Introducing a physiotherapy-led exercise programme following treatment for breast cancer reduces upper limb disability. The UK study, published in The British Medical Journal (online 11 November), found no increase in complications, lymphoedema or adverse events for patients allocated exercise.
“Our manualised exercise intervention is suitable for wider implementation in clinical practice,” write the authors, led by Julie Bruce, from the University of Warwick, Coventry, UK. The trial provides “the best quality evidence to date in support of prescription of early exercise for women at high risk of shoulder problems and upper limb morbidity after non-reconstructive breast cancer treatment,” they say.
Up to one third of women undergoing surgery and radiotherapy for breast cancer experience restricted range of shoulder motion, chronic pain and lymphoedema that have the effect of limiting quality of life and delaying recovery. While UK guidelines for non-reconstructive breast surgery recommend gradual reintroduction of upper limb mobility and referral to physiotherapy if problems develop, concerns have been raised that early or overly vigorous exercise might increase postoperative wound complications and lymphoedema. Systematic reviews have highlighted the lack of high-quality evidence on the timing, safety and optimal content of postoperative exercise after non-reconstructive breast cancer surgery.
The UK Prevention of Shoulder Problems trial set out to investigate the effects of an exercise programme compared with best practice usual care for women at high risk of upper limb disability after breast cancer treatment. For the study, which took place in 17 UK National Health Service Cancer Centres between January 2016 and July 2017, 392 women undergoing breast cancer surgery, at risk of postoperative upper limb morbidity, were randomised 1:1 to usual care with structured exercise (n=196) or usual care alone (n=196). Women were defined as being at high risk if they were scheduled to undergo planned axillary node clearance or to have planned radiotherapy to the axilla or supraclavicular fossa, had a body mass index ≥30, had existing shoulder problems, had any subsequent axillary surgery after sentinel node biopsy or had supraclavicular radiotherapy within six weeks of primary surgery.
The exercise programme, introduced 7-10 days post-surgery, involved referral to physiotherapy for a supervised, structured, exercise programme including stretching, strengthening, physical activity and behavioural change techniques to support adherence to exercise, while usual care involved written information about postoperative exercises and generic postoperative advice. “The aim of the intervention was to restore range of movement in the shoulder, improve strength, and increase physical activity,” write the authors. The National Institute for Health Research (NIHR)-sponsored trial trained 44 physiotherapists to deliver the intervention, which also involved two further appointments at one and three months. Participants were asked to gradually increase their physical activity with the aim of undertaking 150 minutes of moderate intensity activity per week. Although the nature of the exercise intervention meant that it was impossible to blind participants and physiotherapists, senior research team members were blinded to the treatment allocation for the duration of the trial, and a statistician independent of the core trial team did the final analysis.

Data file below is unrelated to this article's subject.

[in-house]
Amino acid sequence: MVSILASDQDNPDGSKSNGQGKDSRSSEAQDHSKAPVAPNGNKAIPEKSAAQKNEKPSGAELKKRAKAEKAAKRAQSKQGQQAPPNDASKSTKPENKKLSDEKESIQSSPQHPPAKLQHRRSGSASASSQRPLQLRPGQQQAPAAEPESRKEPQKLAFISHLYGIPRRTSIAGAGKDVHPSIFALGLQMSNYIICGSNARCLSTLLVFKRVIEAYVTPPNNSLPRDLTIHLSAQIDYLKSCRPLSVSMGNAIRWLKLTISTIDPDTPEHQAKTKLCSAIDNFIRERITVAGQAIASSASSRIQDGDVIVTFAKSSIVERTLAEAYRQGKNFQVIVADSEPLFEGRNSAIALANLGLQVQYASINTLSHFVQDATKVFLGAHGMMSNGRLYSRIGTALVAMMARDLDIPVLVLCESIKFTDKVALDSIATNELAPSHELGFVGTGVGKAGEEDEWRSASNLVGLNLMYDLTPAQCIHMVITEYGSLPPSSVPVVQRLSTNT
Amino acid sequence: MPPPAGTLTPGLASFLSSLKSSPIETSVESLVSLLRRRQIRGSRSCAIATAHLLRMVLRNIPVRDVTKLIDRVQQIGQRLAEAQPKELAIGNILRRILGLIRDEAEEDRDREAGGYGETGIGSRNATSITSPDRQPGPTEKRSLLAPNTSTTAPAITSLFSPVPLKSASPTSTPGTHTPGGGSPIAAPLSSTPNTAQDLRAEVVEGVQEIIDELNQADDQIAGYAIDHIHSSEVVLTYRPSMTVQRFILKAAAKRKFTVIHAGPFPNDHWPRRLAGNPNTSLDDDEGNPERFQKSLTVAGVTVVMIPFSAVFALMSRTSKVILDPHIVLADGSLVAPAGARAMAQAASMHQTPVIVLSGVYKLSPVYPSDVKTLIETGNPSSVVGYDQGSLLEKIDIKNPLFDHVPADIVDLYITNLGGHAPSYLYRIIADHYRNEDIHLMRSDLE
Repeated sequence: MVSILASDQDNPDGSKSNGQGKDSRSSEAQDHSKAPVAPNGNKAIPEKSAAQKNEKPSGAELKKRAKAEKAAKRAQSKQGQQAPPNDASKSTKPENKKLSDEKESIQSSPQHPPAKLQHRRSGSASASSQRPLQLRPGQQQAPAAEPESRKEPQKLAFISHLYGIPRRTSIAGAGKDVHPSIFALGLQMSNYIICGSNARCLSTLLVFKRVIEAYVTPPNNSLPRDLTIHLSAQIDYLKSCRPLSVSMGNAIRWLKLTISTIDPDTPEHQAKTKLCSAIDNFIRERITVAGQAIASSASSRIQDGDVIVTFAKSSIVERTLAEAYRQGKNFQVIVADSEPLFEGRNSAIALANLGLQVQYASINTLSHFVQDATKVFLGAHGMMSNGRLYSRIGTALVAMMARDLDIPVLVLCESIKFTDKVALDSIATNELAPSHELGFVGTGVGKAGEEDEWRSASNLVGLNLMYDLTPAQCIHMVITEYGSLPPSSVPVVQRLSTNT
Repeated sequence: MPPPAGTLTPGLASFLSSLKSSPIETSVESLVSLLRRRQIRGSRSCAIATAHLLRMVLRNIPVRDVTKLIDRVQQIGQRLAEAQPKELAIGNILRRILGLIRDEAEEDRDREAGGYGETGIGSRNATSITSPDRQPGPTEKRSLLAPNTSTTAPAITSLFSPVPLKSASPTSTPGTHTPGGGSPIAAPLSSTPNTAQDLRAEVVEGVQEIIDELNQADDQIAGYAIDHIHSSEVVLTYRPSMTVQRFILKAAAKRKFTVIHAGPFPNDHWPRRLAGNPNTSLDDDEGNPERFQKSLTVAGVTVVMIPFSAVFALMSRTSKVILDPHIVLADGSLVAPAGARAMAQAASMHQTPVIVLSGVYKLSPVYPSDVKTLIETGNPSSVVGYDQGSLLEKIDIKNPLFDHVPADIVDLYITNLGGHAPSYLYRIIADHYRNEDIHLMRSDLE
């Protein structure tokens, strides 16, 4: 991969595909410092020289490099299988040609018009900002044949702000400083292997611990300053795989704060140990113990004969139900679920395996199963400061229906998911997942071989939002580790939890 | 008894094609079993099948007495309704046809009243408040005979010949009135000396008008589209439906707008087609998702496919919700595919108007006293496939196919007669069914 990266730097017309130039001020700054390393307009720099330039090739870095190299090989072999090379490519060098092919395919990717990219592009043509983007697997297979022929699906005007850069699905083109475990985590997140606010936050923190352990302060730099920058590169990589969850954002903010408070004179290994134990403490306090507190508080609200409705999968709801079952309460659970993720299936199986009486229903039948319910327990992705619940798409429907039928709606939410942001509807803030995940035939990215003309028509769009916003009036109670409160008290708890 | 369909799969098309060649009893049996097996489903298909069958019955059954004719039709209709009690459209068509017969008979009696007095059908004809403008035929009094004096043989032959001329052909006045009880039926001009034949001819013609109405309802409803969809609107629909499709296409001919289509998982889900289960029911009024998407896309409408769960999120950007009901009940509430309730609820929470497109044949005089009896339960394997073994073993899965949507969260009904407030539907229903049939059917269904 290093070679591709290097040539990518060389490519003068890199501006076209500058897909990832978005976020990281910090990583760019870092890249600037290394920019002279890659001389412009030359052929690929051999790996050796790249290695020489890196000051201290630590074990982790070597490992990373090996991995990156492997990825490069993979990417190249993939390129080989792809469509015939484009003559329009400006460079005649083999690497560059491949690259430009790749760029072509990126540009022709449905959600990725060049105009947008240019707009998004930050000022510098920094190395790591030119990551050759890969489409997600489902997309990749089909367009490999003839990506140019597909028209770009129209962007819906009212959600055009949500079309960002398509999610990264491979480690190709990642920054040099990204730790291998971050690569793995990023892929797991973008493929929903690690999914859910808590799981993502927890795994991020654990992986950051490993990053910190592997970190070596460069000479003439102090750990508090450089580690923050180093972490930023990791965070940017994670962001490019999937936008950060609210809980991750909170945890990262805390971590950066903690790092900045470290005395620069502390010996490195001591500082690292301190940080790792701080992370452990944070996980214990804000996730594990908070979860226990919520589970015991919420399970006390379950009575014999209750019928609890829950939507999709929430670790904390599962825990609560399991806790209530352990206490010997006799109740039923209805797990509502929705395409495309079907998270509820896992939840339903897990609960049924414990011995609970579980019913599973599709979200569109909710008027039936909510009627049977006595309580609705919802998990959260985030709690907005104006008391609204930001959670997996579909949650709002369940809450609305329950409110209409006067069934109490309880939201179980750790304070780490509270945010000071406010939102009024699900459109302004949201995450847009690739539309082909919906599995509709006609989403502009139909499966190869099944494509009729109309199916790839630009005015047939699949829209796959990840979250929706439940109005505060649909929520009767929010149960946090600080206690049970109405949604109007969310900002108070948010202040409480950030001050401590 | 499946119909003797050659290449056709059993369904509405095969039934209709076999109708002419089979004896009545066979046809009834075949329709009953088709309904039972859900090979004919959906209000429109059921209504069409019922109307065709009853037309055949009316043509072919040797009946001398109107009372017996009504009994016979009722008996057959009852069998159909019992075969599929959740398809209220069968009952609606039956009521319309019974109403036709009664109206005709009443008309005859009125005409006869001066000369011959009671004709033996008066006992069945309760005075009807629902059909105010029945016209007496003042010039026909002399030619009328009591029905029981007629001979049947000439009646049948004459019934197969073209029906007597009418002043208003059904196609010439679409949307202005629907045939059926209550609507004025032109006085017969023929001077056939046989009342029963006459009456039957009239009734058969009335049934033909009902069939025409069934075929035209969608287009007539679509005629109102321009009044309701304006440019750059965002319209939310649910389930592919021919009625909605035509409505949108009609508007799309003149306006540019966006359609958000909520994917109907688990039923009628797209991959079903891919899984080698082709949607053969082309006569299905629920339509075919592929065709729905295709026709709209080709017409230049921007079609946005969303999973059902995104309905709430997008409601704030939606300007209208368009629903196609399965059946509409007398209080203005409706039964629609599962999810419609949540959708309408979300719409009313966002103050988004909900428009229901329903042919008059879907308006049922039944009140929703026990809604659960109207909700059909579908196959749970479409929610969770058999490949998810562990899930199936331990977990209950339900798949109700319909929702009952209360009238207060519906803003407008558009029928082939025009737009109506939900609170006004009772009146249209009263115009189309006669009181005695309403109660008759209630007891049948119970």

Results showed the primary outcome, upper limb function assessed 12 months after randomisation using the Disabilities of the Arm, Shoulder and Hand (DASH) questionnaire, was 16.3 for the exercise group versus 23.7 for the usual care group (P=0.0001). Additionally, at 12 months patients undergoing exercise had lower pain intensity (16% for the exercise group vs 31% for usual care, P=0.001), fewer arm disability symptoms (P=0.001), and no increase in complications, lymphoedema or adverse events. On average the exercise programme cost an additional £129 (€152) per participant which is an affordable price for the system.
“The study provides evidence that a physiotherapy led exercise programme can be implemented at low cost. It is also associated with lower overall healthcare and personal social service costs and improves health-related quality of life compared to usual care,” says Stavros Petrou, a co-author of the study from the Nuffield Department of Primary Care at the University of Oxford.
Future research directions, write the authors, could evaluate whether the preoperative screening criteria work to identify women at higher risk of developing post-treatment limb-related disability who would benefit from the exercise programme.